The Maremma is a wide region in Tuscany, located in the Province of Grosseto that covers a large area which includes the coastline and a great piece of countryside. Its ranges of hills descend to the sea, to cover also the beautiful sandy beaches and cliffs, along 25 km of coast. Because of this its vegetation varies according to the level between the mountains and the sea.
The Uccellina Mountains, also well-known as “Uccelina Park”, immersed in the territory of the Regional Park, are favourable for the growth of woods, composed of holm trees, cork oak trees, thorn trees and also other kinds of shrubs and plants like strawberry trees, ivy, myrtle, lavenders, etc. The Park covers also a wide hinterland that is characterized by a palustrine vegetation, in the depressions beyond dunes that will connect this zone with the sandy coast. The area has always been covered by salted water, allowing the growth of grass and low shrubs, like Artemisia, rush, lemon, etc.
From the 16th century, the Tuscan State have always invested in this area to drain it and make it suitable for cultivation. Nowadays a large part of it has become pasture. The best side of this Park is certainly the coastline, which includes many stunning and unspoiled sandy beaches. The vegetation is obviously rare but on the dunes is possible to find local plants and shrubs able to adapt in sandy, salted soil. Together with the vegetation the most interesting is the fauna that lives in the region, which offers many opportunities for watching.
In fact, bird watching is one of the main activities of this Park, there is a bird watching itinerary of high importance in the European scenery. It goes from the river Ombrone to the Chiari di Trappola, a ancient tower located in proximity to the coast. The species that can be seen are basically: ducks ( teals, shovelers, widgeons and pin-tails), geese ( for example wild geese), limicolous birds (royal godwits, lapwings, little stints, and curlews) and seagulls (common gulls, Mediterranean royal seagulls, and common seagulls). There are also passerines (such as blackcaps), hawks (such as ospreys, and hawks of the marshes) and herons (in particular grey herons, red herons and white herons). Sometimes it is also possible to see red buntings and snow buntings.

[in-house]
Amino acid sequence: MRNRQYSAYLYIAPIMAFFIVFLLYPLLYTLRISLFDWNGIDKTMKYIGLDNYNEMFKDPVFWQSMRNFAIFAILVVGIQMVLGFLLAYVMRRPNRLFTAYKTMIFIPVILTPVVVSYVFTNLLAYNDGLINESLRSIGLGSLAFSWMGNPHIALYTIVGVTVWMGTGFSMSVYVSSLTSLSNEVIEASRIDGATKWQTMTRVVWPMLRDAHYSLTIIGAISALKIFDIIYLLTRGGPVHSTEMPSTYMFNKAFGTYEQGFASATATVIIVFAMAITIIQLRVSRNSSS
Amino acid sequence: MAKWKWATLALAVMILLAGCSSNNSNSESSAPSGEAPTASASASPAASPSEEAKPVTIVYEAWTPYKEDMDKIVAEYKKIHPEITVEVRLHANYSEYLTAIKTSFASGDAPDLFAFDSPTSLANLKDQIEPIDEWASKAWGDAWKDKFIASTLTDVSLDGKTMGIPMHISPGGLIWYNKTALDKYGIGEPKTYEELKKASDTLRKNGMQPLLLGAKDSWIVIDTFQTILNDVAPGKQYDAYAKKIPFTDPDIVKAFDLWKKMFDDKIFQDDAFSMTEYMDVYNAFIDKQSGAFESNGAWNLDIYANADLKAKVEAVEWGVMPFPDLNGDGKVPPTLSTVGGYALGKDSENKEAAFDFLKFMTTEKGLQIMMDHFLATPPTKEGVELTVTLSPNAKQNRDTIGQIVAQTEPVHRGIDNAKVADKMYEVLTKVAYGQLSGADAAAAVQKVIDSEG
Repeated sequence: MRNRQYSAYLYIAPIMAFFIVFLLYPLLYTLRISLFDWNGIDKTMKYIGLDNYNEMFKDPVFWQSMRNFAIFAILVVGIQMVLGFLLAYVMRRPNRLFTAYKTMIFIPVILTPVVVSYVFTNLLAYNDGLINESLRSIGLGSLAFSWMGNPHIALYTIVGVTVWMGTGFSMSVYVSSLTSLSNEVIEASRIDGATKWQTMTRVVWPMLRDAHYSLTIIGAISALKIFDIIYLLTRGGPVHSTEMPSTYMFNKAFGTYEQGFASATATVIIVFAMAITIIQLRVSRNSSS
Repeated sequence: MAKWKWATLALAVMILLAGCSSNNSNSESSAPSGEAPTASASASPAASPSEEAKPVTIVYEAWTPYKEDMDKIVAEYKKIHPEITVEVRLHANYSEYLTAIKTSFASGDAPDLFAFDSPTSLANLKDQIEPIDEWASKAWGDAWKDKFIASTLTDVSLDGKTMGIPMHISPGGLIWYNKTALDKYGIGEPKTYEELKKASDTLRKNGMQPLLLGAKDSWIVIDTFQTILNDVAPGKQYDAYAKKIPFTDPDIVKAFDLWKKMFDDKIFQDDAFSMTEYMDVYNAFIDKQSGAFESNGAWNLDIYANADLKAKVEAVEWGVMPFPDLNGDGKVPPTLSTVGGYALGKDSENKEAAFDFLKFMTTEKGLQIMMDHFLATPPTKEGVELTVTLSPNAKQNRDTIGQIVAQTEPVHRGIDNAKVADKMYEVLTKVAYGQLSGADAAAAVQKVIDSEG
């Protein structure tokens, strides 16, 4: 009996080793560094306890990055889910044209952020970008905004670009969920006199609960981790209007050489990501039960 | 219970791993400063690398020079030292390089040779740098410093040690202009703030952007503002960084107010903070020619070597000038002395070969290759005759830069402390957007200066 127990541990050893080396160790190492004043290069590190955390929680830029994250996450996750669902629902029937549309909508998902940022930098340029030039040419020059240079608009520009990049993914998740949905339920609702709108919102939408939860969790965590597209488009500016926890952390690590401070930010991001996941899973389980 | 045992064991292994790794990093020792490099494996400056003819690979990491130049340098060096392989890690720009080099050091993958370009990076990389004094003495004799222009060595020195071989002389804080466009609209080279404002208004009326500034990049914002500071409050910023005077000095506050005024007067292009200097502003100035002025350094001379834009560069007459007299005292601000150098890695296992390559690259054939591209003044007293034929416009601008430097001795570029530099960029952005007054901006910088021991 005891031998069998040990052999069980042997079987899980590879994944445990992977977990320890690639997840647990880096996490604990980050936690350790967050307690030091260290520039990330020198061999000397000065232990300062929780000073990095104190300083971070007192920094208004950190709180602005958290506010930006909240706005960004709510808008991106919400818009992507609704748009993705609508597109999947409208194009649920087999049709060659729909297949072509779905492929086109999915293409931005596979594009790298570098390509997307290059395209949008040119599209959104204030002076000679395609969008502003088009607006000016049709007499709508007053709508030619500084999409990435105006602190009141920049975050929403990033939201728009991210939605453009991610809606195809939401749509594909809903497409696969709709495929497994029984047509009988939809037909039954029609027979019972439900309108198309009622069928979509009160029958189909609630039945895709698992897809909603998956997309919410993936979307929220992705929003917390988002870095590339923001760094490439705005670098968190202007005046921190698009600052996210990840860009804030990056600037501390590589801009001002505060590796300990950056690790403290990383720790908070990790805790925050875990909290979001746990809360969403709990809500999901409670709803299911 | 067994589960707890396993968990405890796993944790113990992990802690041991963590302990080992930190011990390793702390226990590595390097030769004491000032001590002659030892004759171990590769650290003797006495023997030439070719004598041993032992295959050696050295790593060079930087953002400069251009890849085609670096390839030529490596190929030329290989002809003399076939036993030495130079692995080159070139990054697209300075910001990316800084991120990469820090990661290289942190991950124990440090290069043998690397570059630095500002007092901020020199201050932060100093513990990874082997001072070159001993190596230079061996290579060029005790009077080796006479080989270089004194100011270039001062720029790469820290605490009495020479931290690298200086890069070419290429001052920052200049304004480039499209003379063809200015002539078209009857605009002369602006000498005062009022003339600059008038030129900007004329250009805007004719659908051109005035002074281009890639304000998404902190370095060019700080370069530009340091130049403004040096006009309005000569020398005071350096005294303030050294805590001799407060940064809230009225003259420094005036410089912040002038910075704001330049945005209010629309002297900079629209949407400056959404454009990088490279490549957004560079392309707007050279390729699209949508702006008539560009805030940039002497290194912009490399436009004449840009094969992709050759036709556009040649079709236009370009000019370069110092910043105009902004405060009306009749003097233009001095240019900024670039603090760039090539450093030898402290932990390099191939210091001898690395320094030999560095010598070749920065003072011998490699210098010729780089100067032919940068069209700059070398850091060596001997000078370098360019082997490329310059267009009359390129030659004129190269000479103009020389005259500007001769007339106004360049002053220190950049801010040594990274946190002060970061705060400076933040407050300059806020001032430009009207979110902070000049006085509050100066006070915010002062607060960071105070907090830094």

Among the mammals who inhabit Maremma Park there are: hares, hedgehogs, foxes, badger, wild boars, porcupines and specially among the woods, roe bucks. A large part of the Regional Park is covered by pastures, in fact Maremma is well-known for its bovine cattle and its horses. Who never heard about the Maremman race? These animals are bred free, and for that reason have a massive structure, huge horns, and a grey mantle with many different nuances.
Culture and history:
The Park hides many watch towers built in many different periods, because of its obvious importance related to the sea: as harbours for military and commercial boats, fortresses against attacks, in most cases from Spanish, but also other kingdoms interested to dominate this crenulated coast which above all things, offered protection against pirates and corsairs, not to mention the menace of Turkish invasions during the 15th century.